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Things Fall Apart (Everyman's Library) 1st Edition

4.1 out of 5 stars 1,624 customer reviews
ISBN-13: 978-0679446231
ISBN-10: 0679446230
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Editorial Reviews

Amazon.com Review

One of the most widely read novels from Nigeria's most famous novelist. Things Fall Apart is a gripping study of the problem of European colonialism in Africa. The story relates the cultural collision that occurs when Christian English missionaries arrive among the Ibos of Nigeria, bringing along their European ways of life and religion. In the novel, the Nigerian Okonkwo recognizes the cultural imperialism of the white men and tries to show his own people how their own society will fall apart if they exchange their own cultural core for that of the English.

From Library Journal

Peter Frances James offers a superb narration of Nigerian novelist Achebe's deceptively simple 1959 masterpiece. In direct, almost fable-like prose, it depicts the rise and fall of Okonkwo, a Nigerian whose sense of manliness is more akin to that of his warrior ancestors than to that of his fellow clansmen who have converted to Christianity and are appeasing the British administrators who infiltrate their village. The tough, proud, hardworking Okonkwo is at once a quintessential old-order Nigerian and a universal character in whom sons of all races have identified the figure of their father. Achebe creates a many-sided picture of village life and a sympathetic hero. A good recording of this novel has been long overdue, and the unhurried grace and quiet dignity of James's narration make it essential for every collection.?Peter Josyph, New York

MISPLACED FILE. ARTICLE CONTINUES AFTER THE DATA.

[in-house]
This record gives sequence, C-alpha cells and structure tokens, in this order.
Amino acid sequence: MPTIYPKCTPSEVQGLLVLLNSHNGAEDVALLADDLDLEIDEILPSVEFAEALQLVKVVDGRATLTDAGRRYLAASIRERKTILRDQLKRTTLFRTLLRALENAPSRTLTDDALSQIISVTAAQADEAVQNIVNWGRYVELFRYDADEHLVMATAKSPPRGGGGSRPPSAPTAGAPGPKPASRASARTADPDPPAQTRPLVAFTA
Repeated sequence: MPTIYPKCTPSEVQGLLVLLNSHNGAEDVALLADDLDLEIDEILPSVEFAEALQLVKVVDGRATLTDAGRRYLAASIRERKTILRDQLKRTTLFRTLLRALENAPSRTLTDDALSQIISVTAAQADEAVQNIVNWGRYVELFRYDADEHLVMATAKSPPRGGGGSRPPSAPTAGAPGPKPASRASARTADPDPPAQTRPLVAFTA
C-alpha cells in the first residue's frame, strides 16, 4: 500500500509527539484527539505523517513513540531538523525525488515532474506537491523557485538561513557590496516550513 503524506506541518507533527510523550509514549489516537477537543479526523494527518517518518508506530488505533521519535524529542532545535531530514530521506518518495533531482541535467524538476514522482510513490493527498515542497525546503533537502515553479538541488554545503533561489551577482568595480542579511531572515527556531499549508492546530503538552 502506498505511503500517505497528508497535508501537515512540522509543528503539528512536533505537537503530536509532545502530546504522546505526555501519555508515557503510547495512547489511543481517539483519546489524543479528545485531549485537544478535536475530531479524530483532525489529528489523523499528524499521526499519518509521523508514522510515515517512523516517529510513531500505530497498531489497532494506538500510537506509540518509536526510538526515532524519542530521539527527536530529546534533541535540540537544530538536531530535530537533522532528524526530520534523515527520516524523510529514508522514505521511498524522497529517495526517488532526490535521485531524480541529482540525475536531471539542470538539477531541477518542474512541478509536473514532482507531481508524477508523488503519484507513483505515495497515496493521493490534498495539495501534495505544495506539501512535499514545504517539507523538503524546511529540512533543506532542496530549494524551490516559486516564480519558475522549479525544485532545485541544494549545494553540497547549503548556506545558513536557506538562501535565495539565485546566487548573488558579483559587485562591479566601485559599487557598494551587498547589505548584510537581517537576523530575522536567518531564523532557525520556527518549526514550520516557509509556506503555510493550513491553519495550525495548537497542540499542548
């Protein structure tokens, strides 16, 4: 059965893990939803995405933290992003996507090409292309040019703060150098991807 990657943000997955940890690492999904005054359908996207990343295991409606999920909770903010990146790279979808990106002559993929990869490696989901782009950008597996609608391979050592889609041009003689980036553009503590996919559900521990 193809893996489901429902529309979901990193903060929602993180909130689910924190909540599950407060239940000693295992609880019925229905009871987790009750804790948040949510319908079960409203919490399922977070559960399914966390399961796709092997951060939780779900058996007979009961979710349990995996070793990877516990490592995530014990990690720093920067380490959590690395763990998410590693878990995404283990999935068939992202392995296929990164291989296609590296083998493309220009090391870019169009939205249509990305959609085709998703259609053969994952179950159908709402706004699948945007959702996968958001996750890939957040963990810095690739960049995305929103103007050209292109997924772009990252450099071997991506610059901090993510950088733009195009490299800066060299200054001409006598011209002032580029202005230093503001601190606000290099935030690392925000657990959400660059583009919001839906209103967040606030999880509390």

Copyright 1998 Reed Business Information, Inc. --This text refers to the Audio Cassette edition.
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Product Details

  • Hardcover: 181 pages
  • Publisher: Everyman's Library; 1 edition (October 17, 1995)
  • Language: English
  • ISBN-10: 0679446230
  • ISBN-13: 978-0679446231
  • Product Dimensions: 5.2 x 0.7 x 8.3 inches
  • Shipping Weight: 12 ounces (View shipping rates and policies)
  • Average Customer Review: 4.1 out of 5 stars  See all reviews (1,624 customer reviews)
  • Amazon Best Sellers Rank: #48,002 in Books (See Top 100 in Books)

Customer Reviews

Top Customer Reviews

By A. Eby on September 13, 2002
Format: Paperback
The first time I read this book, I hated it. Just flat hated it. That was my junior year of high school. Flash forward a few years to college, and it's on the reading list again. "Why, oh why?" I moan. Then I read the thing. And you know what I discover? It's a masterpiece.